No. There’s no evidence to say it’ll protect you, and things like face masks and other PPE like aprons and gloves are in really short supply all around the world. Let those who really need them have them. Instead, to protect yourself and your family, you should keep your hands away from your face, keep a 2m gap between you and those around you if you’re out and about, be aware of what you touch, keep washing those hands and remember – we’re all in ‘lockdown’ for a reason; stay home and save lives.

 

If you want to read the WHO’s full report about PPE, you can do that here.

 

Cancelling your leave between April and June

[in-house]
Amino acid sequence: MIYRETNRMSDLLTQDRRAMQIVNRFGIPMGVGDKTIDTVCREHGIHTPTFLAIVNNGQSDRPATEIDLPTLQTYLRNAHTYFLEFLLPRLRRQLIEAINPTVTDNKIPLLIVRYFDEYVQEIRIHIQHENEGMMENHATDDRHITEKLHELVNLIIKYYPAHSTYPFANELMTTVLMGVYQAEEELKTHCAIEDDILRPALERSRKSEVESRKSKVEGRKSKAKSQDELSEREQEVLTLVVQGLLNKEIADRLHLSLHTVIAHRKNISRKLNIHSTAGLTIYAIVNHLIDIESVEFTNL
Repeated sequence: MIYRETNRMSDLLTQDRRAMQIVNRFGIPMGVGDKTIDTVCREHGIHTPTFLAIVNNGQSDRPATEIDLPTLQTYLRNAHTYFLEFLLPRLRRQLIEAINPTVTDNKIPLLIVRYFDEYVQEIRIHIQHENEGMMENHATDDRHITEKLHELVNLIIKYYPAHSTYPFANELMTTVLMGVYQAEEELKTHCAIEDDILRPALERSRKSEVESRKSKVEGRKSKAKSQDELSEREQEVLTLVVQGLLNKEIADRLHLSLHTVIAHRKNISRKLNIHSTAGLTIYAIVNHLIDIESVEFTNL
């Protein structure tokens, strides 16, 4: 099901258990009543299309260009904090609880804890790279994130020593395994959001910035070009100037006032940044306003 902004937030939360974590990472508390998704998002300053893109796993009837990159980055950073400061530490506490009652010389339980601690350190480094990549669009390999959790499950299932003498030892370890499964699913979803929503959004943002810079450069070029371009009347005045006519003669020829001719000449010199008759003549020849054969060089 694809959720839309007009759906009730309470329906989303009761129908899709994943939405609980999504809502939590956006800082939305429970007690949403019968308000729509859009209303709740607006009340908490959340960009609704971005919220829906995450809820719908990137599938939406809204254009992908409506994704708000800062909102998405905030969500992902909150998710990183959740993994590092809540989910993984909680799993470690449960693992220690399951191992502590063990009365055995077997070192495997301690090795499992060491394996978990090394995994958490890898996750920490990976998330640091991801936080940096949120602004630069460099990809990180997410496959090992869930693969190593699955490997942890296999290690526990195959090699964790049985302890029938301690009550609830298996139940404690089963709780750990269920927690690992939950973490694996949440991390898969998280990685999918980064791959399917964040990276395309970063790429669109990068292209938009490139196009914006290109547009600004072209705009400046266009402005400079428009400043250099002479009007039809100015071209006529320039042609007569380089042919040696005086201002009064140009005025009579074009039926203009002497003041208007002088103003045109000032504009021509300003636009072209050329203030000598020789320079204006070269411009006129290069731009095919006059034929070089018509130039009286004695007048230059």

We know that taking leave at a time when we can’t do lots of the things we’d normally do on annual leave may seem, well, a little bit rubbish on first glance – especially when our hols abroad have been cancelled. We’ve seen a lot of people start to cancel their leave between April and June for this reason. But don’t forget that taking your annual leave throughout the year, even if you’ve got no plans to jet off somewhere new, is vital– it’s a well-earned break from work, no-matter what that break looks like (even if it means finally painting the living room again, teaching the kids to ride a bike, or reading your favourite book all over again). We can’t pour from an empty cup, so please don’t cancel your leave just because your usual leave plans can’t go ahead – take the time out to switch off from work instead. You might even just want to reduce your time a little if you’ve got two weeks booked off – and that’s totally fine – just see if you can still take that little bit of time to have a break.